|Re: offensive language in the game||<– Date –> <– Thread –>|
|From: Elizabeth Magill (pastorlizmgmail.com)|
|Date: Tue, 9 Mar 2021 13:27:02 -0800 (PST)|
I have (appropriately) been called out for this email. I apologize, I think it is correct that I was taking out my frustration on this list. I am going to try to say what I mean differently. Here is my second attempt. I think this is a discussion about whether it is okay to use the term "personality disorder" to describe another person. What I am hearing is some people who are saying, yes, please try not to use language that affiliates inappropriate behaviors. Other people are saying, yes, try not to do that, but can't we cut people some slack? There is also a side conversation about whether we should try to resolve things, or find agreement, but I'm trying to just stick to the question of whether it is okay to use labels of people that they don't like, and whether it is okay to ask people to stop using those labels. My take on this is that it is always better to describe behaviors than to create labels of the type of people who have those behaviors. I am frustrated when others then say "but you know I didn't mean harm". The fact is that I trust that 99% of the time people do not mean harm. I also believe that one of the ways to show that my intent was good is to apologize for the harm caused, and then to try not to use that language again. Good intent is not enough. We must also pay attention to the impact our language has on others. Yes, the language of what is harmful changes over time. And yes, even if it hasn't changed, I will continue to intend good but produce harm. In this case of this thread, a person used language (that they copied from someone else), had someone ask them to change their language, sent a note to this list that someone asked them not to use it. The original poster than listened to the dialogue, and then, hearing the explanation, said, "I heard you and now I'm going to change where I used the language." The original poster intended good, listened to the impact, and now, intending good, changed their language. That, for me, is what diversity is about. It's not about not making mistakes, but rather is about being willing to hear that what I said hurt someone and then try again to do it better. What I get *better* at over time is the ability to listen when corrected. Liz Mosaic Commons Cohousing, Berlin, MA On Tue, Mar 9, 2021 at 11:03 AM Elizabeth Magill <pastorlizm [at] gmail.com> wrote: > > Hmm. I think this is discussion about name calling? > Should we engage in name calling or not? > And, if it turns out a thing we are calling someone is something that > they hear as name calling, should we stop? > > Or I suppose, we could say to them "cut me some slack, I like name calling"? > > Or perhaps what we are doing is saying "lets cut some slack for the > people who do name calling since they didn't intend harm?" > > It is good to have good intentions but you can still cause harm. Good > intent doesn't prevent causing harm. A way to show good intent is to > try to avoid causing harm, and thus to avoid name calling. > It doesn't feel like a big ask to ask people to apologize for creating > harm by calling names and to try not to do it again. > > "It is hard to keep up with the language changes." Well, yes, yes it > is, and it means sometimes I say the wrong thing. But because I care > about people, I go ahead and make the effort. > > Liz > Mosaic Commons in Berlin, MA -- -Liz (The Rev. Dr.) Elizabeth Mae Magill Pastor, Ashburnham Community Church Minister to the Affiliates, Ecclesia Ministries www.elizabethmaemagill.com 508-450-0431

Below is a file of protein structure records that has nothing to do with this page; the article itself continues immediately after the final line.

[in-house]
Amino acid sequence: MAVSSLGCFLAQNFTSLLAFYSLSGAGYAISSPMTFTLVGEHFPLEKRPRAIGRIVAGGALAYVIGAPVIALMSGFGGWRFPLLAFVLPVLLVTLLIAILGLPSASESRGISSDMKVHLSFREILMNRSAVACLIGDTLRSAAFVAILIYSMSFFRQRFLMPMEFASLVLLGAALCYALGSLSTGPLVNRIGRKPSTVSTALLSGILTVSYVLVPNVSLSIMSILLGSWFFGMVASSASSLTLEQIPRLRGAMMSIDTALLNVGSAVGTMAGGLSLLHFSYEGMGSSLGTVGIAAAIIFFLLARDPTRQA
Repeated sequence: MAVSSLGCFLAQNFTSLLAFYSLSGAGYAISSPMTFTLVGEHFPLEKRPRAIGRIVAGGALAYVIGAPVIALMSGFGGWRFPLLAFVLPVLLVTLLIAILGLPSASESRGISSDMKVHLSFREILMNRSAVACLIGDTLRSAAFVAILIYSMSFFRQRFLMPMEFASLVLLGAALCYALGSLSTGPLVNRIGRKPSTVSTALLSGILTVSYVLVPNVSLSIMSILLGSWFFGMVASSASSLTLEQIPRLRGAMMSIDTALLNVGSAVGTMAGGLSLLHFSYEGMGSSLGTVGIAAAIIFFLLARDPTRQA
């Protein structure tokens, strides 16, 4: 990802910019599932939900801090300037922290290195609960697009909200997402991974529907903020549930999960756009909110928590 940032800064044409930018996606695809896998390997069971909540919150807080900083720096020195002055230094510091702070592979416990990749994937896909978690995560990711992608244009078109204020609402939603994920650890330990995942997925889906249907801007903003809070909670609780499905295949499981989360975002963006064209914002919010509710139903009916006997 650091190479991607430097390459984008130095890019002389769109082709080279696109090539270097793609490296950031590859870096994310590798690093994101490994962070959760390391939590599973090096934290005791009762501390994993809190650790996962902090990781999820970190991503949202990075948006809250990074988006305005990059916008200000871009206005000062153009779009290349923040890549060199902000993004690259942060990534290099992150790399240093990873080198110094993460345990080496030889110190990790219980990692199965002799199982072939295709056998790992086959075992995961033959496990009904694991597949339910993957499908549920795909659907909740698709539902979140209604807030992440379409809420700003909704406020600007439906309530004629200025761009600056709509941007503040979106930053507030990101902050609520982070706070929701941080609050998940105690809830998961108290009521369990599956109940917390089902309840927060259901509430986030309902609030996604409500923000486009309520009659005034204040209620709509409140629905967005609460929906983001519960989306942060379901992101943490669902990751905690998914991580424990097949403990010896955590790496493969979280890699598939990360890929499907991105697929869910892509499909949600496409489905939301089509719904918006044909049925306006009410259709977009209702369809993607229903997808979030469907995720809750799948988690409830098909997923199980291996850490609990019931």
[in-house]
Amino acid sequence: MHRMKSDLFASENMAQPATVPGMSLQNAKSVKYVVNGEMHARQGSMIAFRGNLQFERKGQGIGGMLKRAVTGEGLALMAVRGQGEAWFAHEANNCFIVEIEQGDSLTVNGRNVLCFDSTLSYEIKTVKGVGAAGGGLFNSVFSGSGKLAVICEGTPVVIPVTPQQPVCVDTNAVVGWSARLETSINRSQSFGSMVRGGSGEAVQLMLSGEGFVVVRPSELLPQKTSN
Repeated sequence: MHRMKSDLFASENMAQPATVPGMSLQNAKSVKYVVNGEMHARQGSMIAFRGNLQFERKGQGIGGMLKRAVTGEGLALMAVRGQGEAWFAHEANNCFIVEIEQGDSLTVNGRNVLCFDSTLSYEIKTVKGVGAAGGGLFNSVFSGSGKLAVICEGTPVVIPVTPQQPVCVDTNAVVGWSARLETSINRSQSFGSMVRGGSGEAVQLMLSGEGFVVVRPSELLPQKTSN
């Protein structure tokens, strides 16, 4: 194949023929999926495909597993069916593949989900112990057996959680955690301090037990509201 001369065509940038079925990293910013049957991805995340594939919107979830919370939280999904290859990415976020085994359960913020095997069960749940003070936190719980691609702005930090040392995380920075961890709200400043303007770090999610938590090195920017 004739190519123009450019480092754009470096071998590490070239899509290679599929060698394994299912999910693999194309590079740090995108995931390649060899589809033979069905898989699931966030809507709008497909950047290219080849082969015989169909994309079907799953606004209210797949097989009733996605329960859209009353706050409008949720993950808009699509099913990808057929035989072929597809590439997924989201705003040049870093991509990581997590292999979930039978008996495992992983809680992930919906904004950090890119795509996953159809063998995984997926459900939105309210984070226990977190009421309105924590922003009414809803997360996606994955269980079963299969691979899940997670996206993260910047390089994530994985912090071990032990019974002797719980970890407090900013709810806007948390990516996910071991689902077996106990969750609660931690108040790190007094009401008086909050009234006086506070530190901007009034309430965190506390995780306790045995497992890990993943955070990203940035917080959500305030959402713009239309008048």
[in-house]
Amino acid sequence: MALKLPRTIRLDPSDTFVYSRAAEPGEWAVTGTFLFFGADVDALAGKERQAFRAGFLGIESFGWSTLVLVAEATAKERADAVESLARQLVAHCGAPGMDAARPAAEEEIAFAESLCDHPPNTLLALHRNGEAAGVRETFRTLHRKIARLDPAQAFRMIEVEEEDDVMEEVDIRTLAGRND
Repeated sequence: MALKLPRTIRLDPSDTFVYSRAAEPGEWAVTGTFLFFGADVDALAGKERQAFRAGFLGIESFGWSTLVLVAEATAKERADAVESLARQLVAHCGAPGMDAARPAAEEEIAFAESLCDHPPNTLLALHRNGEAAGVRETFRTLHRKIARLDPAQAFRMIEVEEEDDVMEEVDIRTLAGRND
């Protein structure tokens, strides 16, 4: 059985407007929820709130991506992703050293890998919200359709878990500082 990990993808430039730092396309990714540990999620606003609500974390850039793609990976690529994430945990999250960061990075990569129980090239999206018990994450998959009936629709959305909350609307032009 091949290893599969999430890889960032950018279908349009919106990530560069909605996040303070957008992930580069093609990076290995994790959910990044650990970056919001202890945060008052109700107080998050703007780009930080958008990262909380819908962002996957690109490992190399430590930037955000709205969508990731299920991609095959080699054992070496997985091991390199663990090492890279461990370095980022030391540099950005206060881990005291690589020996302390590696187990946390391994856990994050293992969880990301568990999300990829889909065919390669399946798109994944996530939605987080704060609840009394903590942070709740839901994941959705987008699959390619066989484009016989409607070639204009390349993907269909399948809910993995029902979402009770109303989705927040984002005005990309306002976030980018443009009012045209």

- Re: offensive language in the game, (continued)
- Re: offensive language in the game Elizabeth Magill, March 9 2021
- Re: offensive language in the game Sharon Villines, March 9 2021
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